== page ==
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Margaret Bonds (1913–1972) received great acclaim during her lifetime as a composer, pianist, and teacher. She was the first black soloist to perform with the Chicago Symphony Orchestra, in 1933.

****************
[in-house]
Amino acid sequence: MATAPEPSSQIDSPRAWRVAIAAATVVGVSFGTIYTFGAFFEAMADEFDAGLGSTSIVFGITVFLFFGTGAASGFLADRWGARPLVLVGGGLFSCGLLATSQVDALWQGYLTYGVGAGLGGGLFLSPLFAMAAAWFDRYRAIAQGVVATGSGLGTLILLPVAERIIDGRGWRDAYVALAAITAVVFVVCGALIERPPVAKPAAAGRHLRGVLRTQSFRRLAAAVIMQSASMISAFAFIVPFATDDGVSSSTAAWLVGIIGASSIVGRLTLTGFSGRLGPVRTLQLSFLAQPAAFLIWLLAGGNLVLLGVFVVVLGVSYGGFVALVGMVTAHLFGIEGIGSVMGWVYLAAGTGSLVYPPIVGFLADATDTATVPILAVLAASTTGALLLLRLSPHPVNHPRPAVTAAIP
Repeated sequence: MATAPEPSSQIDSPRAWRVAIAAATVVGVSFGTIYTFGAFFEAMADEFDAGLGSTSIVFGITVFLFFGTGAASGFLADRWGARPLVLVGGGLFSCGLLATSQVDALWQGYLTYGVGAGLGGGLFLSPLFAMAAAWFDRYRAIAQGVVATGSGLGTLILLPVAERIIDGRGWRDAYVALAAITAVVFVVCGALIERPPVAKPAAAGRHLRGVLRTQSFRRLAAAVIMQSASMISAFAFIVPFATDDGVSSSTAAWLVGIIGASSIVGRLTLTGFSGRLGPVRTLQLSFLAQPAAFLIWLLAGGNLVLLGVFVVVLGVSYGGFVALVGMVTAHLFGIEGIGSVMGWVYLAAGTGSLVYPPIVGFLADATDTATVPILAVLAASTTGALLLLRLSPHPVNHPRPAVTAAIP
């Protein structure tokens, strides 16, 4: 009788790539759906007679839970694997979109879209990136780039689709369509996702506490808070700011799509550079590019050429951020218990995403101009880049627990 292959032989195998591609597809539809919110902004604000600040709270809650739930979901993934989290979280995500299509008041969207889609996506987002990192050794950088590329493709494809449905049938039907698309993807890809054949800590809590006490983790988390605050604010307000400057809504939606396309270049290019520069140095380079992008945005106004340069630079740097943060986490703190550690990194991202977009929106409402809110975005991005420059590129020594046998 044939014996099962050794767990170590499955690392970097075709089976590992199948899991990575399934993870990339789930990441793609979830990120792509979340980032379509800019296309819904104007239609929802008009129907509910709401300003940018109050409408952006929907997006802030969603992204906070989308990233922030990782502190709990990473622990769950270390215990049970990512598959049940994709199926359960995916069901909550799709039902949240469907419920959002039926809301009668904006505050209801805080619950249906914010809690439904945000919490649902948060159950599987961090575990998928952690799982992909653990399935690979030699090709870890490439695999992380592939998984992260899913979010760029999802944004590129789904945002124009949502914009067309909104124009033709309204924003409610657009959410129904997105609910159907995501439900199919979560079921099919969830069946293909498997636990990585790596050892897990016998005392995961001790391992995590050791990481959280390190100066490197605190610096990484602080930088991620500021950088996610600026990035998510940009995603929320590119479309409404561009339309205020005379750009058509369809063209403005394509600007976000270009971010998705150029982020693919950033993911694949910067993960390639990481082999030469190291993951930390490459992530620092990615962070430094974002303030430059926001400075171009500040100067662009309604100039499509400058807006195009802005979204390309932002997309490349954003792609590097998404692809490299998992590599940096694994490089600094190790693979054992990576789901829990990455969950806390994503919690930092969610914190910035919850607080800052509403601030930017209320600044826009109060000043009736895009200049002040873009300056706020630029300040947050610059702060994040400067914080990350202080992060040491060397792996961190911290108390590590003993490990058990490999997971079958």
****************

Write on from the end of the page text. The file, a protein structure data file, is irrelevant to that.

The musical life of Margaret Bonds (1913–1972), a native of Chicago, began in her family’s living room, where her mother (an accomplished organist) facilitated gatherings of important black artists, writers, and musicians. It was here that Bonds met Florence Price, with whom she studied piano and composition. In 1933, Bonds performed Price’s Piano Concerto with the Chicago Symphony Orchestra during the World’s Fair; with this performance, she holds the distinction of being the first African-American woman to perform as a soloist with a major American orchestra. In 1939, Bonds moved to New York and became an important figure in the artistic scene in Harlem. Her close friendship with Langston Hughes led to many of her celebrated vocal compositions, such as the choral work The Ballad of the Brown King, “The Negro Speaks of Rivers” (1941), and the songs collected under the title Three Dream Portraits (1959).